• spicy snacking (pinch cayenne or replace salt with chili powder before popping)

Get creative, enjoy!

Whole Roasted Cauliflower with Paprika-Yogurt crust

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Cauliflower has quickly become one of my favorite vegetables.

I mean, it’s such a great “blank canvas”. Similar to cabbage (and also a cruciferous vegetable!), it’s a great vegetable that picks up an accent; think bacon, curry paste, lime juice, or cheddar cheese. And so many people have taken to cauliflower as a healthy substitute lately! It’s used to healthify mashed potatoes; to form a pizza crust; to replace buffalo wings; and to even soak up a sauce like good ‘ol white rice would! (hint hint click through for some awesome recipes)

Now think about taking this humble vegetable upscale. Dramatic. An appetizer, or even, a vegetarian entree. Lately I’ve been eyeing a TON of recipes of a whole roasted cauliflower. Not in little florets, nope, this is full-fledged cauliflower amazing.

Based on all the recipes I read, I amalgamated them all into something that would be easy to make but still delicious! Serve this at your next dinner party as an appetizer, or just whenever you feel like some charred, delicious vegetables. I served it alongside some homemade shwarma and flatbreads (I’ll post a recipe at some point, except the bread… that one I just eyeballed).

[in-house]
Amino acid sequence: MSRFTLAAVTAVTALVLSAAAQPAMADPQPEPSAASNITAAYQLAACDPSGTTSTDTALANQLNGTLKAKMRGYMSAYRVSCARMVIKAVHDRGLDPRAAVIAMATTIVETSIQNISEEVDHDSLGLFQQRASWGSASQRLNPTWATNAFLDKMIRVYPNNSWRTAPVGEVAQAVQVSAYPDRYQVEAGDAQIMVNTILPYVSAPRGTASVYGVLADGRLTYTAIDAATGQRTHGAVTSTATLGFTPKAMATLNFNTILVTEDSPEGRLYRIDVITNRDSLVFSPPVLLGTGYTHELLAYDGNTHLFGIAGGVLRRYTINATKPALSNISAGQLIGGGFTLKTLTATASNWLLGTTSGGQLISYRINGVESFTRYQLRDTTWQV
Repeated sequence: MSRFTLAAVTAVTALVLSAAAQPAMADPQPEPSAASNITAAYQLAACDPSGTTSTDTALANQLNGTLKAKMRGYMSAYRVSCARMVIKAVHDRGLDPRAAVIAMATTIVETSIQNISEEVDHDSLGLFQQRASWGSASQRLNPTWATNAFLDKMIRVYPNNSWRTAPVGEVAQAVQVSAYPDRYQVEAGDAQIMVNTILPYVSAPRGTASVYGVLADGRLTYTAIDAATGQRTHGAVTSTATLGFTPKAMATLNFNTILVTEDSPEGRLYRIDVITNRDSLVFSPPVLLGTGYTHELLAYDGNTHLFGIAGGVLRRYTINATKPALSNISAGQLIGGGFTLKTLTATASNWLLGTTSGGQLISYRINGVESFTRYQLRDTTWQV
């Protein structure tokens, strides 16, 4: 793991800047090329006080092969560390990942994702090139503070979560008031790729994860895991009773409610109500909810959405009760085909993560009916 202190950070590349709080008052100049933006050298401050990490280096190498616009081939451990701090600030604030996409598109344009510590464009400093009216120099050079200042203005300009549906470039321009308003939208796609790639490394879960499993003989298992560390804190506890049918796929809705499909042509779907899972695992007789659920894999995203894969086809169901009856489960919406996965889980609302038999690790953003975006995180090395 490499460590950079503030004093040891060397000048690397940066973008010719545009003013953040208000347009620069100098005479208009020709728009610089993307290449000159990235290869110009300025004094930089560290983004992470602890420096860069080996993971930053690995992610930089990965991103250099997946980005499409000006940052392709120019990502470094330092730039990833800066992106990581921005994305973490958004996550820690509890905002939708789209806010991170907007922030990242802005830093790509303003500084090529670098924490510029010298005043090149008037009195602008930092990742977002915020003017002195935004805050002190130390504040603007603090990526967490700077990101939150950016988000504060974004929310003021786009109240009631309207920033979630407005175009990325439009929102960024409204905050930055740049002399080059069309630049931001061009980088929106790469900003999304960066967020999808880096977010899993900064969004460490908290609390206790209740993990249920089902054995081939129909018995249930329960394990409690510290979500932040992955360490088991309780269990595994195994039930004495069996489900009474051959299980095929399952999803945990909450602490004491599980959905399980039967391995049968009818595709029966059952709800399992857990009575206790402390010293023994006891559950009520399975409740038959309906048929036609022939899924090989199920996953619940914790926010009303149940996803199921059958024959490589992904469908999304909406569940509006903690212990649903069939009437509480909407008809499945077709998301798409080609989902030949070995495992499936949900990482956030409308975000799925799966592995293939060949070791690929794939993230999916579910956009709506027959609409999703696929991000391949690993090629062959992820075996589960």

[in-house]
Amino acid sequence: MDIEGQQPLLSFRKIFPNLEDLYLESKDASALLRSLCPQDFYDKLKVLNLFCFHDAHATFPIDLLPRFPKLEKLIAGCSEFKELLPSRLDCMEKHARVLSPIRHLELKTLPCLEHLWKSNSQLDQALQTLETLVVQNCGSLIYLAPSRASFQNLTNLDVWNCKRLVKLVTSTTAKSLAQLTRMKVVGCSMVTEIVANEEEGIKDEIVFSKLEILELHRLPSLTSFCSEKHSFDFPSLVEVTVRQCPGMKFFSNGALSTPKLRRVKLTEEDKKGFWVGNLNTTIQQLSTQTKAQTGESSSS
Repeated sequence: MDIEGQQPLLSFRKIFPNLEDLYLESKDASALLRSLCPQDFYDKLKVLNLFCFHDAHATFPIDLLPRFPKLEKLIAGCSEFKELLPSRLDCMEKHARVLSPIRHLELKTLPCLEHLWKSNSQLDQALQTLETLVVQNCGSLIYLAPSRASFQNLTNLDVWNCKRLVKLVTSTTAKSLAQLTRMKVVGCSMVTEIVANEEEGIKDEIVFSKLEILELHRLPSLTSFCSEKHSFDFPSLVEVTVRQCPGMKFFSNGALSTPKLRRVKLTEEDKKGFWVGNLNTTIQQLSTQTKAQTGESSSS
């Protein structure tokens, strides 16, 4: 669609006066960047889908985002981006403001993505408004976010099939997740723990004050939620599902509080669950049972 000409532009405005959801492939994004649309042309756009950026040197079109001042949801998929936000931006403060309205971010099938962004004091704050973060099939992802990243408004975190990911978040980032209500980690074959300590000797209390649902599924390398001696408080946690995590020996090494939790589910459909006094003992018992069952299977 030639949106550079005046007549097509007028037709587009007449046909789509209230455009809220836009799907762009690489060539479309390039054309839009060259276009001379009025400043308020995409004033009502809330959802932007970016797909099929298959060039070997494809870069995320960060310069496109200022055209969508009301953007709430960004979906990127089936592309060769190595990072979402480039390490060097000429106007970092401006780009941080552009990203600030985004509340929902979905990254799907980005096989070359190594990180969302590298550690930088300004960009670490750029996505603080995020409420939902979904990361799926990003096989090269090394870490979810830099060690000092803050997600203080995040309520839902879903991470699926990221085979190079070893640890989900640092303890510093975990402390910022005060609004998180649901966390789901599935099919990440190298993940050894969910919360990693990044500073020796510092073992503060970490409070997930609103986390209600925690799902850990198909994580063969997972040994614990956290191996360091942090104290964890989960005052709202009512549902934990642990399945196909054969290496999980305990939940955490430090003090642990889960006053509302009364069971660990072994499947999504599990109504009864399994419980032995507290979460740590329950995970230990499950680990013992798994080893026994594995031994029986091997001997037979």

Whole Roasted Cauliflower with Paprika-Yogurt Crust

  • 1 medium head of cauliflower, washed
  • 1 cup of greek yogurt (I used nonfat)
  • 1/2 tsp salt
  • 1/2 tsp pepper
  • 1/2 tsp smoked paprika OR regular paprika

Preheat the oven to 450 degrees fahrenheit.

Bring a large pot to a rolling boil. Add about a tablespoon of salt. Carefully load the whole head of cauliflower into the pot, and reduce the pot to a simmer for about 10 minutes, until the cauliflower is tender enough to poke with a fork. Carefully take the cauliflower out of the pot with a strainer spoon or tongs. Set onto a tray lined with foil.

In a small bowl, mix the yogurt, salt, pepper, and paprika. With a spoon or rubber spatula, spread the yogurt mixture over the cauliflower (not the leaves) on top of the foil.